People’s attitudes to co-living have changed. At one time the idea of single people in their 40s sharing a flat may have raised eyebrows. Nowadays, it’s just one of many ways of living amongst a wide variety of habitation arrangements.
Community regeneration isn’t just about bringing young and old together to tackle social issues like housing and care. There are many who benefit from the reduced isolation of single living and bedsit accommodation.
Urban design, co-living and millennials
Co-living is far from being the last option for the single, the broke and the dispossessed. For many, it’s a highly desirable design for living that matches their vibrant social existence and professional aspirations. This kind of co-living is already a big part of community regeneration and urban planning in the USA. Companies like Open Door offer high-quality co-living to young professionals, where they live in smart, modern rooms and share meals, social spaces and ideas. US co-living company WeLive will soon be opening its first London property. Many property entrepreneurs see this type of development as a growing trend for ambitious and social millennials with high professional and lifestyle expectations who continue to move to high-priced urban areas.
Co-living start-up, Common, received almost 10,000 applications to fill its nine residences across three major US cities in 2016.
What are the planning implications for this trend?
Nearer to home, Old Oak in Harrow, north west London, is the world’s largest co-living development housing 550 young people. Old Oak was developed by property company The Collective, whose big idea was to take the student accommodation model and upscale it for young professionals. The Old Oak development includes gig venue, bar, spa, gym, games room, library, co-working space and a cinema.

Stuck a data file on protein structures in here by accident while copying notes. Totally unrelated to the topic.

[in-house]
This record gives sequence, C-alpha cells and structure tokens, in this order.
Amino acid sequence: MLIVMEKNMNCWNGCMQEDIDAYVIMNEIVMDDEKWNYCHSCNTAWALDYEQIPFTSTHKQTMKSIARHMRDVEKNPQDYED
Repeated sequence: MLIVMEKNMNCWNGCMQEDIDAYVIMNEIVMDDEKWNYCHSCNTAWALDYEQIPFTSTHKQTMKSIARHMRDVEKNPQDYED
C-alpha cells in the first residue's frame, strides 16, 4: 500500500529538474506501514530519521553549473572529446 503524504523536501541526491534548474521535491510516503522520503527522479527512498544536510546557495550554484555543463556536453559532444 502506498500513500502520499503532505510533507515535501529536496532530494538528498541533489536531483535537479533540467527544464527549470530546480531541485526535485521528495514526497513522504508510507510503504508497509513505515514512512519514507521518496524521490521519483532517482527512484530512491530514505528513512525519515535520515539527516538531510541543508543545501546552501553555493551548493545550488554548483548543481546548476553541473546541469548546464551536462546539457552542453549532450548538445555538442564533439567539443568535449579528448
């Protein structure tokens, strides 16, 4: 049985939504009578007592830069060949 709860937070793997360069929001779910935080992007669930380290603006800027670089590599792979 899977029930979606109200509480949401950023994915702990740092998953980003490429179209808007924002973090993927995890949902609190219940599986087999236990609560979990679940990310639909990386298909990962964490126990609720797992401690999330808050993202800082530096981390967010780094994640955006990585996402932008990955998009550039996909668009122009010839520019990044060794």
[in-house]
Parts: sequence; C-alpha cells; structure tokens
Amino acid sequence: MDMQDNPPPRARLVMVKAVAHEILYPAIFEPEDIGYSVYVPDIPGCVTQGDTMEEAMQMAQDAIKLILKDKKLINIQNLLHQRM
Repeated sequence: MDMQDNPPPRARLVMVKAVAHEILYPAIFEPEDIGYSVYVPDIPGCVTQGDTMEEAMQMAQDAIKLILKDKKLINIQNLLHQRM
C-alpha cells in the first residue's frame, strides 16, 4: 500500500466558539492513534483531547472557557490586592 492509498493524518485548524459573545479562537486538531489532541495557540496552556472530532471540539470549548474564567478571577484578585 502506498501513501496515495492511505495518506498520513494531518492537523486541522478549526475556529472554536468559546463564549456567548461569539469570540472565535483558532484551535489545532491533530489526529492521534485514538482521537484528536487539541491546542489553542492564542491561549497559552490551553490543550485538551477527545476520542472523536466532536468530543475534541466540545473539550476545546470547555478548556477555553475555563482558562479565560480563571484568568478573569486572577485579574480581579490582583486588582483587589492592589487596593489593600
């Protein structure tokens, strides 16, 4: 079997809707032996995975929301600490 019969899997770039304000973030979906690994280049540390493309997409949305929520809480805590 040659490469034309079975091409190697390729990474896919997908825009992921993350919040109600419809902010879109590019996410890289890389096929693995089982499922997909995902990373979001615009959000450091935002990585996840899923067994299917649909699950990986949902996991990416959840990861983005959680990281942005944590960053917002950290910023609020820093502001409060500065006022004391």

However, this kind of co-living can mean that while facilities are good, room size can be small. Most rooms at Old Oak are just 10 sq metres. Fine for short term options, such as the academic year, but falling short of decent living space for a more long-term home. If co-living is to be an attractive option long-term, then planning needs to be mindful of realistic and reasonable space requirements, as well as profits. If this type of accommodation is set to grow, does it need a new type of planning regulation? And if so what? There are issues of environmental impact for a development of this type and size - the Old Oak site is so huge that a mobile map has been created to help guide residents.
We need to be careful of the way in which urban planning and regulations are developed, otherwise those top-end co-living spaces in Washington and California could be used as a model for very different large-scale future slums.
Existing planning regulations for co-living
A good starting point for future planning and regulation development is to recap on the current regulations for co-living:
- There are distinctions in planning land use categories between C3 Dwelling Houses (up to 6 people living together as a single household), C4 Houses in Multiple Occupation (HMO) (3-6 unrelated individuals who share basic amenities such as a kitchen or bathroom) and Sui Generis HMOs (6+ unrelated individuals to a house – which currently requires a planning application to change use to).